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Led Kaapana
Photo by Marsha Forsythe

2011 National Heritage Fellow

Slack key guitar master Led Kaapana talks about making music the Hawaiian way. [27:19]

Janet Kagan
Photo: Courtesy of Janet Kagan

Art-Force Director

Art-Force: Artists revitalizing rural manufacturing.

Aditi Brennan Kapil
Photo courtesy of Aditi Brennan Kapil

Playwright, Actor, Director

Aditi Brennan Kapil discusses the ways her mixed cultural background informed her play, Agnes Under the Big Top: A Tall Story. [29:32]

Headshot of a man.
Photo by Peter Schaaf

Composer, Conductor, Commentator

Let’s celebrate Leonard Bernstein’s 100th birthday with a trip to Broadway! Bernstein only composed a handful of shows on Broadway, but he was a game-changer. From On the Town to West Side Story, Bernstein mixed genres and styles of music—incorporating jazz, blues, ragtime, Latin sounds-- mixing them with popular song traditions and the rhythms of the streets and then filtering it all through a classical voice. He was fluent in all languages of music and so created a music distinctly his own. Composer, conductor, and commentator Rob Kapilow takes us on a musical journey through Bernstein’s Broadway career. You may know Rob from the public radio program “What Makes It Great?” in which he takes listeners inside of music to explore that very question. Explore Bernstein’s Broadway music with Rob Kapilow (and me) in this week’s podcast!

Matt Kaplan
Photo by Tristan Horner

Author

Matt Kaplan takes a scientific look at the monsters that scare us…and why we love it. [32:54]

Ellsworth Kelly
Photo by Jack Shear

Artist and 2012 National Medal of Arts Recipient

Ellsworth Kelly: the gloriousness of color and form.

Maxine Hong Kingston
Photo by Michael Lionstar

Author and 2013 National Medal of Arts recipient

Maxine Hong Kingston discusses her path-breaking books. [22:55]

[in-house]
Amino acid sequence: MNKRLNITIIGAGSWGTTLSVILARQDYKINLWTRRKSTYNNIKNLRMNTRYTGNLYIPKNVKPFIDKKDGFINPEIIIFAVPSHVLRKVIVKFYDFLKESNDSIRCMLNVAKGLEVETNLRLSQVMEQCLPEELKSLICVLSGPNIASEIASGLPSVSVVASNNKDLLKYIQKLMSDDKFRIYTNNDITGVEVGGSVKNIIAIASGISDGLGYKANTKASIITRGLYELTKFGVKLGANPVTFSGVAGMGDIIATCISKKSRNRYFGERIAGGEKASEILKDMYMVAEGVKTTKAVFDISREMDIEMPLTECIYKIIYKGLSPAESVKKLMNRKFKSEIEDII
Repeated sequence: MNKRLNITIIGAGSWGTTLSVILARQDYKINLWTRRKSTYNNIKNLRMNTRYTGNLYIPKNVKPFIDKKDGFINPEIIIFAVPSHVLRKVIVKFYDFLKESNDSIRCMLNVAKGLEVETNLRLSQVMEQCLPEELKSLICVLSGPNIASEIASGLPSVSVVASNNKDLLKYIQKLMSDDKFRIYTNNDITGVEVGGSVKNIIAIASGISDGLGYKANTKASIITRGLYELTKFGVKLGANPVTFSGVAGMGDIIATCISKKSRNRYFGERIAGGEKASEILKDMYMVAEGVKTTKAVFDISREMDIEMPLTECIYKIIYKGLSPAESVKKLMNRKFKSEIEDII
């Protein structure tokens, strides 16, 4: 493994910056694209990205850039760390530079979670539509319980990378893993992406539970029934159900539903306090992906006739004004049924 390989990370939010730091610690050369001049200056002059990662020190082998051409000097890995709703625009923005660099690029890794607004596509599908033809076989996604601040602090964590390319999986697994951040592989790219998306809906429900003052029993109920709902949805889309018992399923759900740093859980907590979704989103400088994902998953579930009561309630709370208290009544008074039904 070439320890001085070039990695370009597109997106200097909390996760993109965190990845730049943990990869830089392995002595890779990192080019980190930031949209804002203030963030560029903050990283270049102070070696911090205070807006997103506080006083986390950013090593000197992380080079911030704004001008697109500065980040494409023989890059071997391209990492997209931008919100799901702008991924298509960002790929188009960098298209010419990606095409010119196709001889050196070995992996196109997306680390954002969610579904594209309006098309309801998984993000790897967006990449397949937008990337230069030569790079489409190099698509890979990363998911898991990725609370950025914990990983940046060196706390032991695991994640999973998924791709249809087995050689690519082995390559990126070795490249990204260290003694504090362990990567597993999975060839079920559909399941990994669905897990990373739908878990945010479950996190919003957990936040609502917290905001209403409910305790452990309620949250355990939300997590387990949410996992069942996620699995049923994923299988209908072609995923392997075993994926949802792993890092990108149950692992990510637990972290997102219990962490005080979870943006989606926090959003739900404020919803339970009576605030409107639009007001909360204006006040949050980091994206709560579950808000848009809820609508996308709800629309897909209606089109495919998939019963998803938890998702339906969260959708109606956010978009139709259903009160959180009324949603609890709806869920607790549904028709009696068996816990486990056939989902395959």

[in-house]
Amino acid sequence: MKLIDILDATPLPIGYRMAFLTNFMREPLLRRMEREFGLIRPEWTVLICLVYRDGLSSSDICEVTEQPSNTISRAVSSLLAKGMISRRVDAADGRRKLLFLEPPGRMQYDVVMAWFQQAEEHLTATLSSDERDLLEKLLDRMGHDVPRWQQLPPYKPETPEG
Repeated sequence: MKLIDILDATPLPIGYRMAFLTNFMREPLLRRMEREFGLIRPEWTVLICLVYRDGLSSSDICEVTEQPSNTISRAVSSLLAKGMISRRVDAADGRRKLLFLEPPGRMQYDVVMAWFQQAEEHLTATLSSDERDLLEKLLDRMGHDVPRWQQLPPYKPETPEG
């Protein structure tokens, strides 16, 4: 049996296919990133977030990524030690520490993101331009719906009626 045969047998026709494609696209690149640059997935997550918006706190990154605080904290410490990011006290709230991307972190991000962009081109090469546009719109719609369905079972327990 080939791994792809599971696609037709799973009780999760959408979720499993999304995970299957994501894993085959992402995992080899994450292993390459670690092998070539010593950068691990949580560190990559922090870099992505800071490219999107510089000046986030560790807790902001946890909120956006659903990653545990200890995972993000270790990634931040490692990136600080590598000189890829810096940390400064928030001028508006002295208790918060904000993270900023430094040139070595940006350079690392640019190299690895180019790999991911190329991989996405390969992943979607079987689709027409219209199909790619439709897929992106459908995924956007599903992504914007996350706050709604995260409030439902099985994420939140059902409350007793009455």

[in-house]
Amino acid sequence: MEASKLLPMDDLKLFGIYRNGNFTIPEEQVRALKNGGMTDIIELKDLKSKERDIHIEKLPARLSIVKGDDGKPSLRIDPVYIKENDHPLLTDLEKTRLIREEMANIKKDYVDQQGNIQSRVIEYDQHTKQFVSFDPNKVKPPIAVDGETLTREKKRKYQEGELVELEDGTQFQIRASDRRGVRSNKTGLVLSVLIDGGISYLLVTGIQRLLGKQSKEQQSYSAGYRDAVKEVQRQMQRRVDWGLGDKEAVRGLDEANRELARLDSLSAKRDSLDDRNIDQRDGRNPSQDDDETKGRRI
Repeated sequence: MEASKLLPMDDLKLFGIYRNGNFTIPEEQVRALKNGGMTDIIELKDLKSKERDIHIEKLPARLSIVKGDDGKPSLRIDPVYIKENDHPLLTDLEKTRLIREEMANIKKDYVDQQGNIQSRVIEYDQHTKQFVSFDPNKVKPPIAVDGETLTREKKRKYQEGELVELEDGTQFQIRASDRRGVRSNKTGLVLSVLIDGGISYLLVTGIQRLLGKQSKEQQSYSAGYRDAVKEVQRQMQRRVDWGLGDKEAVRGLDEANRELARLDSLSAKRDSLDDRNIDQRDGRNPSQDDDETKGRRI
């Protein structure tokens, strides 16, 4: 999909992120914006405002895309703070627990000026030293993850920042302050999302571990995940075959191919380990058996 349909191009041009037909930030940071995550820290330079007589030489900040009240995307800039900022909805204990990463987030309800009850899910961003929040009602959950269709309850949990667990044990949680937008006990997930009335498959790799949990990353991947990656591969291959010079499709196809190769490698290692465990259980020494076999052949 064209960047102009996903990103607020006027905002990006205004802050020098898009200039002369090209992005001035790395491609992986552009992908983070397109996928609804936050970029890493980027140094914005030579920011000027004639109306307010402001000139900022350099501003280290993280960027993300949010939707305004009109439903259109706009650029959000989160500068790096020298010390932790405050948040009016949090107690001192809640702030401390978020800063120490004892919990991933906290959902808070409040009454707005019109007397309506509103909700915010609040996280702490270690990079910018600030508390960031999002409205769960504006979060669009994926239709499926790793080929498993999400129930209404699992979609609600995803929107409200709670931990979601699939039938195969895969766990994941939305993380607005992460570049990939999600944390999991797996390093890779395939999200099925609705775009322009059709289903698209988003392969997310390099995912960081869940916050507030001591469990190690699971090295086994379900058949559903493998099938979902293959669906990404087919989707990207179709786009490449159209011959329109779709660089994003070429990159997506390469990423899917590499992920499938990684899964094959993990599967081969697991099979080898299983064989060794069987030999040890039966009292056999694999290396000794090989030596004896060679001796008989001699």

Brian Kisida
Photo courtesy of Brian Kisida

Researcher, Education Reform Brian Kisida

"Art Makes You Smart" and Brian Kisida co-published a study that proves it! [27:05]

Headshot of a man.
Photo courtesy of SFJAZZ

Founder and Executive Artistic Director, SFJAZZ

Founder and executive artistic director of SFJAZZ Randall Kline takes us behind the scenes of Fridays at Five—a weekly digital series which offers hour-long concerts filmed at the SFJAZZ Center over the past six-plus years. It’s another example of performing artists and presenters stepping up during the pandemic in creative and innovative ways to share the art that keeps us all going. And—to no one’s surprise—SFJAZZ is leading the way. A national and international leader in jazz creation, presentation, and education, SFJAZZ is the biggest presenter of jazz on the West Coast—with over 200,000 customers and students going through the doors of the SFJAZZ Center each year. So, when the center had to close temporarily because of the pandemic, the organization went to work and quickly introduced Fridays at Five. For a nominal monthly fee, viewers can hear and see music performed by the likes of Terrance Blanchard, and NEA Jazz Masters Branford Marsalis and Dave Holland. Additionally, patrons still get to mingle with one another, as well as with SFJAZZ staff, board members, and musicians via a live chat. Back in April, I spoke with founder and the executive artistic director of SF Jazz Randall Kline about jazz, Fridays at Five, and the origins SFJAZZ itself, including the role the Arts Endowmen played in its growth.

Headshot of a woman.
Photo courtesy of Stephanie Kline

Marine Corps veteran and comedian

Marine Corps veteran Stephanie Kline is a DC-based stand-up comic. At loose ends after leaving the Marine Corps and then dealing with the end of her marriage, Stephanie turned to comedy through a workshop with the Armed Services Artists Partnership. There she found the camaraderie she had been missing and she found a way to tell her story that provoked laughter not pity from the audience. It’s not an easy path. As Stephanie says in the podcast, ”for a lot of us, we are taking some of the most painful experiences and issues, we are breaking them down and putting them together in a way to get people to laugh. That is terrifying…. (But) I think the response of laughter really helps build us back up.” Stephanie Kline talks about her time with the Marine Corps and the different kind of strength it takes to get up on a stage and let it all hang out. She’s also very funny.

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